What’s happening to jobs, property investment confidence and a new view on downsizing

Jobs in demand; property confidence and downsizing – another action-packed three minutes blog.

1. Jobs in demand

Australia is a land of extremes – and in more ways than one.

The jobless rate across many Victorian and Tasmanian regions rose sharply in March, but in contrast there were marked improvements in Queensland, especially the Gold Coast – about bloody time you might add – and more of a mixed grill in the other states and three territories.

The jobless rate has doubled from 3.5% to 6.5%, or thereabouts, across inner and north-east Melbourne over the last twelve months.

Hmmmm, you were forewarned Melbourne.  An oversupply of housing and tougher conditions (both economic and political) for manufacturing is starting to catch up on Victorian businesses.

Yet for south-eastern NSW the jobless rate is under 2%, and the same applies west of Brisbane and across much of central Queensland.  But poor old Cairns still has one out of every ten people unemployed.

The jobs in demand, not surprisingly, are in the mining industry.  The hardest job to fill at present is a mining engineer, with more than 1,000 vacancies currently advertised.  Mining electricians are also hard to find, which might explain where our usual domestic electrician has nicked off to.  Project managers for mining and infrastructure projects are also in hot demand.

Two other hard-to-fill jobs are senior digital marketers and degree-qualified early childhood teachers.  Must be the impact of the baby-bonus…..and I can vouch for the shortage of decent digital geeks, as it took us almost a year – and three firms – to get our website going in the right direction.

And as for engineers…it is somewhat amazing that the guys (and girls) who could drink the most at university wound up somehow on the top of the pile.

2. Confidence remains sound

What a poxy sub-heading.  But it is the best I can come up with.

According to the latest PCA/ANZ Property Industry Confidence Survey – I tell you, the property industry really needs to work on what they call things! – house prices in several places are expected to rise next financial year.

Four out of five people living in the NT think they will do so, followed by 43% in WA; 28% in the ACT and 27% in Qld.  Very few expect prices to do much in Tasmania,Victoria, SA and even NSW.

General confidence in the property sector is highest in the NT, followed by WA and then Qld. Victoria and Tasmania are in the dumps and the others are flat-lining.

So, maybe a better sub-heading would have been, “Resources high, the rest sucks”.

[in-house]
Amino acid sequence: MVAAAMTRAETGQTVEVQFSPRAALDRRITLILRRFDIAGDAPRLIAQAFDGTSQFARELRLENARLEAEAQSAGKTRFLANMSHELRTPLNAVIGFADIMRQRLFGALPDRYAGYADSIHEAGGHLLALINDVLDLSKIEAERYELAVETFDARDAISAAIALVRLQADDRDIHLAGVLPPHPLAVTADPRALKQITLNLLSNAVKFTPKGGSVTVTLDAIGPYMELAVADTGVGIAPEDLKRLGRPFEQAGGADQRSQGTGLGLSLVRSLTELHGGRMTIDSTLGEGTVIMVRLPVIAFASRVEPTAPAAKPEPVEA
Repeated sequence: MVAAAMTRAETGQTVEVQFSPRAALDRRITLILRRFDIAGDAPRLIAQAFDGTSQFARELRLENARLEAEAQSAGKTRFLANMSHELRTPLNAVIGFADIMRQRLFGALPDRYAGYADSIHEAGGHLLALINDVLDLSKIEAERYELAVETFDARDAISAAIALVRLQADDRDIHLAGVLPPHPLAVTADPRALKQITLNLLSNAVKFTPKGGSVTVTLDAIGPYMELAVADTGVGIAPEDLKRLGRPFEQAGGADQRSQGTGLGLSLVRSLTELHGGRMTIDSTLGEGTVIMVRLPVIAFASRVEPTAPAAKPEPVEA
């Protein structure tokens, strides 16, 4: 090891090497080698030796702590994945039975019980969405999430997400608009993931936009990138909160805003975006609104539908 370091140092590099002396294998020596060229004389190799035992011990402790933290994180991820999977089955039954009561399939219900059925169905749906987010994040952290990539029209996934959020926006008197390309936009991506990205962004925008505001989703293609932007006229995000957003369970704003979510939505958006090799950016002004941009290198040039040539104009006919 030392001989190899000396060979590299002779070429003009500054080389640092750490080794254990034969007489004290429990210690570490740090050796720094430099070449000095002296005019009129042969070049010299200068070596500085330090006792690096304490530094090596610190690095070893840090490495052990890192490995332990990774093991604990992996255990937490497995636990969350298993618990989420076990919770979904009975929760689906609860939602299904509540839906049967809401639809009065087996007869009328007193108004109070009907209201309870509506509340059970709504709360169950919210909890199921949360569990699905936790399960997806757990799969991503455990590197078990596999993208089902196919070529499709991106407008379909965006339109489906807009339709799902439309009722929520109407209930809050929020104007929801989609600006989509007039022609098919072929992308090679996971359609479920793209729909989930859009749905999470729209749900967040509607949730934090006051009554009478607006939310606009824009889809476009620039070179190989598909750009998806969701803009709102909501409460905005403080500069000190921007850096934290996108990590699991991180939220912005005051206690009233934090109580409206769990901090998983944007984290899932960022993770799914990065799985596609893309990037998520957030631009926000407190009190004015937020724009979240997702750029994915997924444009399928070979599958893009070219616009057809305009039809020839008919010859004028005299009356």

In another survey just out – this time, inspiringly titled, QBE Lenders Mortgage Insurance Survey of the Australian Mortgage Market – 55% of the 1,162 people questioned throughout the country wanted to buy a property now, rather than later.  Many think that prices will rise in coming years.

Of those planning to buy a property in the next five years, most (70%) said they wanted to buy an existing dwelling and just 30% a new home.

Sadly, this survey preference rings true.

3. Downsizing

How you use this next tit-bit of information depends largely on your sex.

Recent research by The Economist has found that the average size-14 pair of ladies trousers is more than ten centimetres bigger at the waist today than in 1970.  A size 14 today fits like a former size 18.  That’s the equivalent of two whole dress sizes, guys!

The same “downsizing” is happening across the world, and not only for women’s clothing.

Men’s clothing is not immune.  Studies have shown that in many brands of men’s clothing, a label stating “waist 90 centimetres”, for example, can often be actually up to 10 centimeters bigger.

Well, I don’t care what The Economist says, I still wear size 34 pants and I am proud of it.  Just because the belt buckle is two notches further out doesn’t mean a damn thing!

Please pass this Missive on to 3 others.

Michael Matusik is the director of independent property advisory Matusik Property Insights.  Matusik has helped over 550 new residential developments come to fruition and writes the weekly Matusik Missive.  The Matusik Missive is free, however, reprinting, republication or distribution of any portion of this material, or inclusion on any website, is strictly prohibited without the written permission of Matusik Property Insights and may incur a charge.


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Michael Matusik


Michael is director of independent property advisory Matusik Property Insights. He is independent, perceptive and to the point; has helped over 550 new residential developments come to fruition and writes his insightful Matusik Missive

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